Introduction ::SwedenBackground:A military power during the 17th century, Sweden has not participated in any war for almost two centuries. An armed neutrality was preserved in both world wars. Sweden's long-successful economic formula of a capitalist system interlarded with substantial welfare elements was challenged in the 1990s by high unemployment and in 2000-02 and 2009 by the global economic downturns, but fiscal discipline over the past several years has allowed the country to weather economic vagaries. Sweden joined the EU in 1995, but the public rejected the introduction of the euro in a 2003 referendum.Geography ::SwedenLocation:Northern Europe, bordering the Baltic Sea, Gulf of Bothnia, Kattegat, and Skagerrak, between Finland and NorwayGeographic coordinates:62 00 N, 15 00 EArea:total: 450,295 sq kmcountry comparison to the world: 56land: 410,335 sq kmwater: 39,960 sq kmArea - comparative:slightly larger than CaliforniaLand boundaries:total: 2,233 kmborder countries: Finland 614 km, Norway 1,619 kmCoastline:3,218 kmMaritime claims:territorial sea: 12 nm (adjustments made to return a portion of straits to high seas)exclusive economic zone: agreed boundaries or midlinescontinental shelf: 200 m depth or to the depth of exploitationClimate:temperate in south with cold, cloudy winters and cool, partly cloudy summers; subarctic in northTerrain:mostly flat or gently rolling lowlands; mountains in westElevation extremes:lowest point: reclaimed bay of Lake Hammarsjon, near Kristianstad -2.4 mhighest point: Kebnekaise 2,111 mNatural resources:iron ore, copper, lead, zinc, gold, silver, tungsten, uranium, arsenic, feldspar, timber, hydropowerLand use:arable land: 5.8%permanent crops: 0.02%other: 94.18% (2011)Irrigated land:1,597 sq km (2007)Total renewable water resources:174 cu km (2011)Freshwater withdrawal (domestic/industrial/agricultural):total: 2.62 cu km/yr (37%/59%/4%)per capita: 285.6 cu m/yr (2007)Natural hazards:ice floes in the surrounding waters, especially in the Gulf of Bothnia, can interfere with maritime trafficEnvironment - current issues:acid rain damage to soils and lakes; pollution of the North Sea and the Baltic SeaEnvironment - international agreements:party to: Air Pollution, Air Pollution-Nitrogen Oxides, Air Pollution-Persistent Organic Pollutants, Air Pollution-Sulfur 85, Air Pollution-Sulfur 94, Air Pollution-Volatile Organic Compounds, Antarctic-Environmental Protocol, Antarctic-Marine Living Resources, Antarctic Treaty, Biodiversity, Climate Change, Climate Change-Kyoto Protocol, Desertification, Endangered Species, Environmental Modification, Hazardous Wastes, Law of the Sea, Marine Dumping, Ozone Layer Protection, Ship Pollution, Tropical Timber 83, Tropical Timber 94, Wetlands, Whalingsigned, but not ratified: none of the selected agreementsGeography - note:strategic location along Danish Straits linking Baltic and North SeasPeople and Society ::SwedenNationality:noun: Swede(s)adjective: SwedishEthnic groups:indigenous population: Swedes with Finnish and Sami minorities; foreign-born or first-generation immigrants: Finns, Yugoslavs, Danes, Norwegians, Greeks, TurksLanguages:Swedish (official), small Sami- and Finnish-speaking minoritiesReligions:Lutheran 87%, other (includes Roman Catholic, Orthodox, Baptist, Muslim, Jewish, and Buddhist) 13%Population:9,119,423 (July 2013 est.)country comparison to the world: 92Age structure:0-14 years: 15.4% (male 724,724/female 682,451)15-24 years: 12.9% (male 602,347/female 574,650)25-54 years: 38.8% (male 1,790,185/female 1,745,108)55-64 years: 12.4% (male 561,460/female 564,861)65 years and over: 20.5% (male 841,211/female 1,032,426) (2013 est.)Dependency ratios:total dependency ratio: 56.8 %youth dependency ratio: 26.5 %elderly dependency ratio: 30.3 %potential support ratio: 3.3 (2013)Median age:total: 42.4 yearsmale: 41.2 yearsfemale: 43.5 years (2013 est.)Population growth rate:0.18% (2013 est.)country comparison to the world: 179Birth rate:10.33 births/1,000 population (2013 est.)country comparison to the world: 187Death rate:10.22 deaths/1,000 population (2013 est.)country comparison to the world: 47Net migration rate:1.64 migrant(s)/1,000 population (2013 est.)country comparison to the world: 49Urbanization:urban population: 85% of total population (2010)rate of urbanization: 0.6% annual rate of change (2010-15 est.)Major urban areas - population:STOCKHOLM (capital) 1.279 million (2009)Sex ratio:at birth: 1.06 male(s)/female0-14 years: 1.06 male(s)/female15-24 years: 1.05 male(s)/female25-54 years: 1.03 male(s)/female55-64 years: 0.99 male(s)/female65 years and over: 0.81 male(s)/femaletotal population: 0.98 male(s)/female (2013 est.)Mother's mean age at first birth:28.6 (2005 est.)Maternal mortality rate:4 deaths/100,000 live births (2010)country comparison to the world: 180Infant mortality rate:total: 2.73 deaths/1,000 live birthscountry comparison to the world: 220male: 2.89 deaths/1,000 live birthsfemale: 2.57 deaths/1,000 live births (2013 est.)Life expectancy at birth:total population: 81.28 yearscountry comparison to the world: 17male: 78.95 yearsfemale: 83.75 years (2013 est.)Total fertility rate:1.67 children born/woman (2013 est.)country comparison to the world: 173Contraceptive prevalence rate:75.2%note: percent of women aged 18-44 (1996)Health expenditures:9.6% of GDP (2010)country comparison to the world: 31Physicians density:3.58 physicians/1,000 population (2006)Hospital bed density:2.8 beds/1,000 population (2009)Drinking water source:improved:urban: 100% of populationrural: 100% of populationtotal: 100% of population (2010 est.)Sanitation facility access:improved:urban: 100% of populationrural: 100% of populationtotal: 100% of population (2010 est.)HIV/AIDS - adult prevalence rate:0.1% (2009 est.)country comparison to the world: 133HIV/AIDS - people living with HIV/AIDS:8,100 (2009 est.)country comparison to the world: 107HIV/AIDS - deaths:fewer than 100 (2009 est.)country comparison to the world: 140Obesity - adult prevalence rate:18.6% (2008)country comparison to the world: 104Education expenditures:7.3% of GDP (2009)country comparison to the world: 20Literacy:definition: age 15 and over can read and writetotal population: 99%male: 99%female: 99% (2003 est.)School life expectancy (primary to tertiary education):total: 16 yearsmale: 15 yearsfemale: 17 years (2011)Unemployment, youth ages 15-24:total: 22.9%country comparison to the world: 45male: 23.8%female: 22% (2011)Government ::SwedenCountry name:conventional long form: Kingdom of Swedenconventional short form: Swedenlocal long form: Konungariket Sverigelocal short form: SverigeGovernment type:constitutional monarchyCapital:name: Stockholmgeographic coordinates: 59 20 N, 18 03 Etime difference: UTC+1 (6 hours ahead of Washington, DC during Standard Time)daylight saving time: +1hr, begins last Sunday in March; ends last Sunday in OctoberAdministrative divisions:21 counties (lan, singular and plural); Blekinge, Dalarna, Gavleborg, Gotland, Halland, Jamtland, Jonkoping, Kalmar, Kronoberg, Norrbotten, Orebro, Ostergotland, Skane, Sodermanland, Stockholm, Uppsala, Varmland, Vasterbotten, Vasternorrland, Vastmanland, Vastra GotalandIndependence:6 June 1523 (Gustav VASA elected king)National holiday:National Day, 6 June (1983); note - from 1916 to 1982 this date was celebrated as Swedish Flag DayConstitution:1 January 1975Legal system:civil law system influenced by Roman-Germanic law and customary lawInternational law organization participation:accepts compulsory ICJ jurisdiction with reservations; accepts ICCt jurisdictionSuffrage:18 years of age; universalExecutive branch:chief of state: King CARL XVI GUSTAF (since 19 September 1973); Heir Apparent Princess VICTORIA Ingrid Alice Desiree, daughter of the monarch (born 14 July 1977)head of government: Prime Minister Fredrik REINFELDT (since 5 October 2006); Deputy Prime Minister Jan BJORKLUND (since 5 October 2010)cabinet: Cabinet appointed by the prime minister(For more information visit the World Leaders website )elections: the monarchy is hereditary; following legislative elections, the leader of the majority party or the leader of the majority coalition usually becomes the prime ministerLegislative branch:unicameral Parliament or Riksdag (349 seats; members are elected by popular vote on a proportional representation basis to serve four-year terms)elections: last held on 19 September 2010 (next to be held in September 2014)election results: percent of vote by party - SAP 30.7%, Moderate Party 30.1%, Green Party 7.3%, FP 7.1%, C 6.6%, SD 5.7%, KD 5.6%, V 5.6%, others 1.3%; seats by party - SAP 112, Moderate Party 107, Green Party 25, FP 24, C 23, SD 20, KD 19, V 19Judicial branch:highest court(s): Supreme Court of Sweden (consists of 16 justices including the court chairman; Supreme Administrative Court (consists of 18 justices including the court president)judge selection and term of office: Supreme Court and Supreme Administrative Court justices nominated by the Board of Judges, a 9-member nominating body consisting of high-level judges, prosecutors, and members of Parliament; justices appointed by the Government; following a probationary period, justices' appointments are permanentsubordinate courts: first instance and appellate general and administrative courts; specialized courts that handle cases such as land and environment, immigration, labor, markets, and patentsPolitical parties and leaders:Center Party (Centerpartiet) or C [Annie LOOF]Christian Democrats (Kristdemokraterna) or KD [Goran HAGGLUND]Green Party (Miljopartiet de Grona); [spokespersons Asa ROMSON and Gustav FRIDOLIN]Left Party (Vansterpartiet) (formerly Communist Party) or V [Jonas SJOSTEDT]Liberal People's Party (Folkpartiet) or FP [Jan BJORKLUND]Moderate Party (Moderaterna) [Fredrik REINFELDT]Social Democratic Party (Socialdemokraterna) or SAP [Stefan LOFVEN]Sweden Democrats (Sverigedemokraterna) or SD [Jimmie AKESSON]Political pressure groups and leaders:Children's Rights in SocietySwedish Confederation of Professional Employees or TCOSwedish Trade Union Confederation (Landsorganisationen) or LO [Wanja LUNDBY-WEDIN]other: environmental groups; mediaInternational organization participation:ADB (nonregional member), AfDB (nonregional member), Arctic Council, Australia Group, BIS, CBSS, CD, CE, CERN, EAPC, EBRD, EIB, EITI (implementing country), ESA, EU, FAO, FATF, G-9, G-10, IADB, IAEA, IBRD, ICAO, ICC (national committees), ICRM, IDA, IEA, IFAD, IFC, IFRCS, IGAD (partners), IHO, ILO, IMF, IMO, IMSO, Interpol, IOC, IOM, IPU, ISO, ITSO, ITU, ITUC (NGOs), MIGA, MONUSCO, NC, NEA, NIB, NSG, OAS (observer), OECD, OPCW, OSCE, Paris Club, PCA, PFP, Schengen Convention, UN, UNCTAD, UNESCO, UNHCR, UNIDO, UNISFA, UNMISS, UNMOGIP, UNRWA, UNTSO, UPU, WCO, WFTU (NGOs), WHO, WIPO, WMO, WTO, ZCDiplomatic representation in the US:chief of mission: Ambassador Jonas HAFSTROMchancery: The House of Sweden, 2900 K Street NW, Washington, DC 20007telephone:  (202) 467-2600FAX:  (202) 467-2699consulate(s) general: New YorkDiplomatic representation from the US:chief of mission: Ambassador Mark BRZEZINSKIembassy: Dag Hammarskjolds Vag 31, SE-11589 Stockholmmailing address: American Embassy Stockholm, US Department of State, 5750 Stockholm Place, Washington, DC 20521-5750telephone:  (08) 783 53 00FAX:  (08) 661 19 64Flag description:blue with a golden yellow cross extending to the edges of the flag; the vertical part of the cross is shifted to the hoist side in the style of the Dannebrog (Danish flag); the colors reflect those of the Swedish coat of arms - three gold crowns on a blue fieldNational symbol(s):three crowns; lionNational anthem:name: ""Du Gamla, Du Fria"" (Thou Ancient, Thou Free)lyrics/music: Richard DYBECK/traditionalnote: in use since 1844; the anthem, also known as ""Sang till Norden"" (Song of the North), is based on a Swedish folk tune; it has never been officially adopted by the government; ""Kungssangen"" (The King's Song) serves as the royal anthem and is played in the presence of the royal family and during certain state ceremoniesEconomy ::SwedenEconomy - overview:Aided by peace and neutrality for the whole of the 20th century, Sweden has achieved an enviable standard of living under a mixed system of high-tech capitalism and extensive welfare benefits. It has a modern distribution system, excellent internal and external communications, and a highly skilled labor force. In September 2003, Swedish voters turned down entry into the euro system concerned about the impact on the economy and sovereignty. Timber, hydropower, and iron ore constitute the resource base of an economy heavily oriented toward foreign trade. Privately owned firms account for vast majority of industrial output, of which the engineering sector accounts for about 50% of output and exports. Agriculture accounts for little more than 1% of GDP and of employment. Until 2008, Sweden was in the midst of a sustained economic upswing, boosted by increased domestic demand and strong exports. This and robust finances offered the center-right government considerable scope to implement its reform program aimed at increasing employment, reducing welfare dependence, and streamlining the state's role in the economy. Despite strong finances and underlying fundamentals, the Swedish economy slid into recession in the third quarter of 2008 and the contraction continued in 2009 as deteriorating global conditions reduced export demand and consumption. Strong exports of commodities and a return to profitability by Sweden's banking sector drove the strong rebound in 2010, which continued in 2011, but growth slipped to 1.2% in 2012. The government proposed stimulus measures in 2012 to curb the effects of a global economic slowdown and boost employment and growth.GDP (purchasing power parity):$399.4 billion (2012 est.)country comparison to the world: 35$394.7 billion (2011 est.)$380.4 billion (2010 est.)note: data are in 2012 US dollarsGDP (official exchange rate):$526.2 billion (2012 est.)GDP - real growth rate:1.2% (2012 est.)country comparison to the world: 1593.8% (2011 est.)6.3% (2010 est.)GDP - per capita (PPP):$41,900 (2012 est.)country comparison to the world: 26$41,600 (2011 est.)$40,400 (2010 est.)note: data are in 2012 US dollarsGross national saving:26.8% of GDP (2012 est.)country comparison to the world: 3627.3% of GDP (2011 est.)25.8% of GDP (2010 est.)GDP - composition, by end use:household consumption: 48.4%government consumption: 26.9%investment in fixed capital: 18.9%investment in inventories: -0.3%exports of goods and services: 48.8%imports of goods and services: -42.6%(2012 est.)GDP - composition, by sector of origin:agriculture: 1.8%industry: 27.4%services: 70.8% (2012 est.)Agriculture - products:barley, wheat, sugar beets; meat, milkIndustries:iron and steel, precision equipment (bearings, radio and telephone parts, armaments), wood pulp and paper products, processed foods, motor vehiclesIndustrial production growth rate:1.6% (2012 est.)country comparison to the world: 108Labor force:5.058 million (2012 est.)country comparison to the world: 75Labor force - by occupation:agriculture: 1.1%industry: 28.2%services: 70.7% (2008 est.)Unemployment rate:8% (2012 est.)country comparison to the world: 937.5% (2011 est.)Population below poverty line:NA%Household income or consumption by percentage share:lowest 10%: 3.6%highest 10%: 22.2% (2000)Distribution of family income - Gini index:23 (2005)country comparison to the world: 13625 (1992)Budget:revenues: $270 billionexpenditures: $271.5 billion (2012 est.)Taxes and other revenues:51.3% of GDP (2012 est.)country comparison to the world: 13Budget surplus (+) or deficit (-):-0.3% of GDP (2012 est.)country comparison to the world: 52Public debt:38.2% of GDP (2012 est.)country comparison to the world: 9138.4% of GDP (2011 est.)note: data cover general government debt, and includes debt instruments issued (or owned) by government entities other than the treasury; the data include treasury debt held by foreign entities; the data include debt issued by subnational entities, as well as intra-governmental debt; intra-governmental debt consists of treasury borrowings from surpluses in the social funds, such as for retirement, medical care, and unemployment; debt instruments for the social funds are not sold at public auctionsFiscal year:calendar yearInflation rate (consumer prices):0.9% (2012 est.)country comparison to the world: 133% (2011 est.)Central bank discount rate:5.5% (31 December 2010 est.)country comparison to the world: 1370.5% (31 December 2009 est.)Commercial bank prime lending rate:3.57% (31 December 2012 est.)country comparison to the world: 1674.28% (31 December 2011 est.)Stock of narrow money:$260.1 billion (31 December 2012 est.)country comparison to the world: 17$232.6 billion (31 December 2011 est.)Stock of broad money:$440.2 billion (31 December 2011 est.)country comparison to the world: 24$422.6 billion (31 December 2010 est.)Stock of domestic credit:$792.5 billion (31 December 2012 est.)country comparison to the world: 18$725.2 billion (31 December 2011 est.)Market value of publicly traded shares:$470.1 billion (31 December 2011)country comparison to the world: 20$581.2 billion (31 December 2010)$432.3 billion (31 December 2009)Current account balance:$37.56 billion (2012 est.)country comparison to the world: 13$37.73 billion (2011 est.)Exports:$178.5 billion (2012 est.)country comparison to the world: 29$189.1 billion (2011 est.)Exports - commodities:machinery 35%, motor vehicles, paper products, pulp and wood, iron and steel products, chemicalsExports - partners:Norway 10.4%, Germany 10.3%, UK 8.1%, Denmark 6.7%, Finland 6.7%, Netherlands 5.5%, US 5.5%, Belgium 5%, France 4.8% (2012)Imports:$163.6 billion (2012 est.)country comparison to the world: 29$174.3 billion (2011 est.)Imports - commodities:machinery, petroleum and petroleum products, chemicals, motor vehicles, iron and steel; foodstuffs, clothingImports - partners:Germany 17.4%, Denmark 8.5%, Norway 8.4%, UK 6.5%, Netherlands 6.4%, Russia 5.6%, Finland 5.1%, China 4.9%, France 4.2% (2012)Reserves of foreign exchange and gold:$52.23 billion (31 December 2012 est.)country comparison to the world: 35$50.35 billion (31 December 2011 est.)Debt - external:$1.034 trillion (31 December 2012)country comparison to the world: 18$992.5 billion (31 December 2011)Stock of direct foreign investment - at home:$488.2 billion (31 December 2012 est.)country comparison to the world: 15$474.5 billion (31 December 2011 est.)Stock of direct foreign investment - abroad:$540.6 billion (31 December 2012 est.)country comparison to the world: 13$507.1 billion (31 December 2011 est.)Exchange rates:Swedish kronor (SEK) per US dollar -6.77 (2012 est.)6.4918 (2011 est.)7.2075 (2010 est.)7.6529 (2009)6.4074 (2008)Energy ::SwedenElectricity - production:147.8 billion kWh (2010 est.)country comparison to the world: 26Electricity - consumption:127.1 billion kWh (2009 est.)country comparison to the world: 26Electricity - exports:12.85 billion kWh (2010 est.)country comparison to the world: 13Electricity - imports:14.93 billion kWh (2010 est.)country comparison to the world: 12Electricity - installed generating capacity:35.29 million kW (2009 est.)country comparison to the world: 24Electricity - from fossil fuels:12.5% of total installed capacity (2009 est.)country comparison to the world: 193Electricity - from nuclear fuels:25% of total installed capacity (2009 est.)country comparison to the world: 6Electricity - from hydroelectric plants:46.9% of total installed capacity (2009 est.)country comparison to the world: 45Electricity - from other renewable sources:15.2% of total installed capacity (2009 est.)country comparison to the world: 11Crude oil - production:0 bbl/day (2011 est.)country comparison to the world: 190Crude oil - exports:0 bbl/day (2009 est.)country comparison to the world: 187Crude oil - imports:380,100 bbl/day (2009 est.)country comparison to the world: 23Crude oil - proved reserves:0 bbl (1 January 2012 est.)country comparison to the world: 189Refined petroleum products - production:413,300 bbl/day (2009 est.)country comparison to the world: 36Refined petroleum products - consumption:316,000 bbl/day (2011 est.)country comparison to the world: 41Refined petroleum products - exports:243,200 bbl/day (2009 est.)country comparison to the world: 26Refined petroleum products - imports:166,000 bbl/day (2009 est.)country comparison to the world: 32Natural gas - production:0 cu m (2010 est.)country comparison to the world: 193Natural gas - consumption:1.296 billion cu m (2011 est.)country comparison to the world: 85Natural gas - exports:0 cu m (2011 est.)country comparison to the world: 183Natural gas - imports:1.296 billion cu m (2011 est.)country comparison to the world: 53Natural gas - proved reserves:0 cu m (1 January 2012 est.)country comparison to the world: 193Carbon dioxide emissions from consumption of energy:62.74 million Mt (2010 est.)country comparison to the world: 53Communications ::SwedenTelephones - main lines in use:4.6 million (2011)country comparison to the world: 35Telephones - mobile cellular:11.194 million (2011)country comparison to the world: 69Telephone system:general assessment: highly developed telecommunications infrastructure; ranked among leading countries for fixed-line, mobile-cellular, Internet and broadband penetrationdomestic: coaxial and multiconductor cables carry most of the voice traffic; parallel microwave radio relay systems carry some additional telephone channelsinternational: country code - 46; submarine cables provide links to other Nordic countries and Europe; satellite earth stations - 1 Intelsat (Atlantic Ocean), 1 Eutelsat, and 1 Inmarsat (Atlantic and Indian Ocean regions); note - Sweden shares the Inmarsat earth station with the other Nordic countries (Denmark, Finland, Iceland, and Norway) (2011)Broadcast media:publicly owned TV broadcaster operates 2 terrestrial networks plus regional stations; multiple privately owned TV broadcasters operating nationally, regionally, and locally; about 50 local TV stations; widespread access to pan-Nordic and international broadcasters through multi-channel cable and satellite TV; publicly owned radio broadcaster operates 3 national stations and a network of 25 regional channels; roughly 100 privately owned local radio stations with some consolidating into near national networks; an estimated 900 community and neighborhood radio stations broadcast intermittently (2008)Internet country code:.seInternet hosts:5.978 million (2010)country comparison to the world: 19Internet users:8.398 million (2009)country comparison to the world: 33Transportation ::SwedenAirports:231 (2013)country comparison to the world: 25Airports - with paved runways:total: 149over 3,047 m: 32,438 to 3,047 m: 121,524 to 2,437 m: 75914 to 1,523 m: 22under 914 m: 37 (2013)Airports - with unpaved runways:total: 82914 to 1,523 m: 5under 914 m:77 (2013)Heliports:2 (2013)Pipelines:gas 1,626 km (2013)Railways:total: 11,633 kmcountry comparison to the world: 20standard gauge: 11,568 km 1.435-m gauge (7,567 km electrified)narrow gauge: 65 km 1.000-m gauge (65 km electrified) (2008)Roadways:total: 572,900 km (includes 1,855 km of expressways)country comparison to the world: 12note: includes 98,400 km of state roads, 433,500 km of private roads, and 41,000 km of municipal roads; 215,700 km of these are open to public traffic (2009)Waterways:2,052 km (2010)country comparison to the world: 41Merchant marine:total: 135country comparison to the world: 42by type: bulk carrier 4, cargo 16, carrier 1, chemical tanker 15, passenger 5, passenger/cargo 36, petroleum tanker 11, roll on/roll off 30, vehicle carrier 17foreign-owned: 35 (Denmark 4, Estonia 3, Finland 16, Germany 3, Ireland 1, Italy 5, Norway 3)registered in other countries: 189 (Bahamas 11, Barbados 4, Bermuda 14, Canada 2, Cook Islands 3, Cyprus 5, Denmark 15, Faroe Islands 11, Finland 1, France 4, Gibraltar 11, Italy 1, Liberia 12, Malta 1, Marshall Islands 1, Netherlands 12, Norway 27, Panama 2, Portugal 3, Saint Vincent and the Grenadines 10, Singapore 11, UK 28) (2010)Ports and terminals:Brofjorden, Goteborg, Helsingborg, Karlshamn, Lulea, Malmo, Stockholm, Trelleborg, VisbyMilitary ::SwedenMilitary branches:Swedish Armed Forces (Forsvarsmakten): Army (Armen), Royal Swedish Navy (Marinen), Swedish Air Force (Svenska Flygvapnet) (2010)Military service age and obligation:18-47 years of age for male and female voluntary military service; Swedish citizenship required; service obligation: 7.5 months (Army), 7-15 months (Navy), 8-12 months (Air Force); the Swedish Parliament has abolished compulsory military service, with exclusively voluntary recruitment as of July 2010; conscription remains an option in emergencies; after completing initial service, soldiers have a reserve commitment until age 47 (2013)Manpower available for military service:males age 16-49: 2,065,691females age 16-49: 1,996,764 (2010 est.)Manpower fit for military service:males age 16-49: 1,709,055females age 16-49: 1,650,432 (2010 est.)Manpower reaching militarily significant age annually:male: 54,960female: 52,275 (2010 est.)Military expenditures:1.5% of GDP (2005 est.)country comparison to the world: 94Transnational Issues ::SwedenDisputes - international:noneRefugees and internally displaced persons:refugees (country of origin): 24,741 (Iraq); 19,416 (Somalia); 8,454 (Afghanistan); 6,414 (Eritrea); 6,051 (Syria) (2012)stateless persons: 9,596 (2012); note - the majority of stateless people come from the Middle East and Somalia"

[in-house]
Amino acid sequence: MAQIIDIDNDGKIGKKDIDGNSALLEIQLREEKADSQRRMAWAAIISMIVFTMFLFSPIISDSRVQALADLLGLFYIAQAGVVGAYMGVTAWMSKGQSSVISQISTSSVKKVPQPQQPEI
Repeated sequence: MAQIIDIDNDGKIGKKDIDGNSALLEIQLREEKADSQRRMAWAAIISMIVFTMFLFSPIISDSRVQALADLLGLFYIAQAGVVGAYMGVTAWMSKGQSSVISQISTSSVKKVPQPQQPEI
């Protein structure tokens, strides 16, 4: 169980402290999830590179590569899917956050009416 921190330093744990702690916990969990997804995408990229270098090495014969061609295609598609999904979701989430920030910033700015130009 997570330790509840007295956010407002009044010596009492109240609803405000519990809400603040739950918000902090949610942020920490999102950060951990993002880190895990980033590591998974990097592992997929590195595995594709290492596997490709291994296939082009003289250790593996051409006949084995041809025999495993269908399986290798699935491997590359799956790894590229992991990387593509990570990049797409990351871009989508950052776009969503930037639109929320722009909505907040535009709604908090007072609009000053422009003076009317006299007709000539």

The World Factbook. 2014.